Harry S. Truman Presidential Library & Museum

Morse, Wayne L. (Wayne Lyman), 1900-1974; Flemming, Arthur S. (Arthur Sherwood), 1905-1996; Caudle, Theron Lamar, 1904-1969; McGrath, J. Howard (James Howard), 1903-1966; Hoover, J. Edgar (John Edgar), 1895-1972; Murphy, Thomas F.; Bell, Daniel W. (Daniel
Government employees; Cabinet officers; Legislators

Longhand Note of President Harry S. Truman, December 26, 1951. President's Secretary's Files - Longhand Notes.

[Letterhead] Hotel Muehlebach, Kansas City

December 26, 1951

The facts about recent discharges for malfeasance in office. The collector of internal revenue in San Francisco was discharged for inefficiency. He was afterward indicted by a California Federal Grand Jury at the behest of the Atty. General.

The collector in Boston was fired because of irregularities in his office. The collector in St. Louis was asked to resign because he did not attend to the duties of his office. He was afterward indicted for irregularities in his office. The collector at Nashville was fired because he is a drug addict. The New York office was cleaned up because of irregularities.

Caudle was discharged because he did not handle his office efficiently and Oliphant was allowed to resign for the same reason.

All the operations [sic] were carried out after investigations by the Treasury. In each instance Committees in Congress and individuals in Congress made great displays in the press after the fact trying to gain credit for themselves publicly which is a natural and usual procedure with some Congressmen not all. In every instance executive action had been taken to meet the situation.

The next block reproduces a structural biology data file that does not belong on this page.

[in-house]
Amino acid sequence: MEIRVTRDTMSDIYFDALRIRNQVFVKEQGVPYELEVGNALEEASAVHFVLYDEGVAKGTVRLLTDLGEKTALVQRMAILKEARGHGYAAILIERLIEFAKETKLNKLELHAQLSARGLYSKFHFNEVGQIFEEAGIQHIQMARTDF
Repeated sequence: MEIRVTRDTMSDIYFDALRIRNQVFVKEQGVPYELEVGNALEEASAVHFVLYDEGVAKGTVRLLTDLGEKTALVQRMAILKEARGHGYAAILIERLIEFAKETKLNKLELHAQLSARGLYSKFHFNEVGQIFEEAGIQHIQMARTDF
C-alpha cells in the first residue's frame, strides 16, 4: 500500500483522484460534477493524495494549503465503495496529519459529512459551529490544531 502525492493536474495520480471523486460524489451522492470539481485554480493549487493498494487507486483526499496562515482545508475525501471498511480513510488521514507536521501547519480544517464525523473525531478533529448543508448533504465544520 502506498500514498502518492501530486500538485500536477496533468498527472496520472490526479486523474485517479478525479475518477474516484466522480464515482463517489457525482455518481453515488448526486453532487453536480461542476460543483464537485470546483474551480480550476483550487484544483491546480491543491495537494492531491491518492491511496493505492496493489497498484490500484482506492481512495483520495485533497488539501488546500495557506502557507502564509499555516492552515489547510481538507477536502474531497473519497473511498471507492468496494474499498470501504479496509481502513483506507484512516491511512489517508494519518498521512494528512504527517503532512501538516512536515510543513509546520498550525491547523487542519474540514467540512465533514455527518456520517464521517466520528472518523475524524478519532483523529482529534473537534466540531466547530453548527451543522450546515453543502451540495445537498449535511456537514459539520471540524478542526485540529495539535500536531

When the President came back from Florida a meeting was called of the Attorney General, the F.B.I. Chief and the Chairman of the Civil Service Commission. It was suggested that these three gentlemen form a commission and clean up the situation. There were loud outcries against the suggestion by all three of the gentlemen.

Then I decided at their suggestion to set up an independent commission and ask Judge Murphy of New York to hear it, with Dr. Dan Poling of Philadelphia and Dan Bell of the American Trust, former Asst. Sec. of the Treasury and former head of the Philipine [sic] Commission, as members.

Judge Murphy agreed right away to do the job for me. Then I called Dr. Poling and he agreed. Mr. Bell turned me down on account of his health and his bank board.

Murphy went back to New York and talked to the press, which he should not have done. Then he had a meeting with his colleagues on the Federal Bench and wrote me a letter asking to be released from his commitment. I didn't answer his letter because he gave out an interview which was very misleading and a stark misstatement of fact.

This procedure on Murphy's part caused me some embarrassment. I had asked Arthur Fleming a former member of the Civil Service commission to act in Bell's place. After Murphy's wild statement to the press I did not hear from Fleming.

I then decided I'd use a new approach. Give the Atty. Gen. an ambassadorship and put Wayne Morse, Senator from Oregon, in as Atty. Gen. and have the clean-up from that angle. Wayne thought it over for twenty four hours and said "No" to it. I have asked Justin Miller, former Appeals Court Judge, former law school dean and an all round go getter, to do the job. I think he'll do it.

In the mean time, we are reorganizing the Internal Revenue Department and I hope will get the job done.


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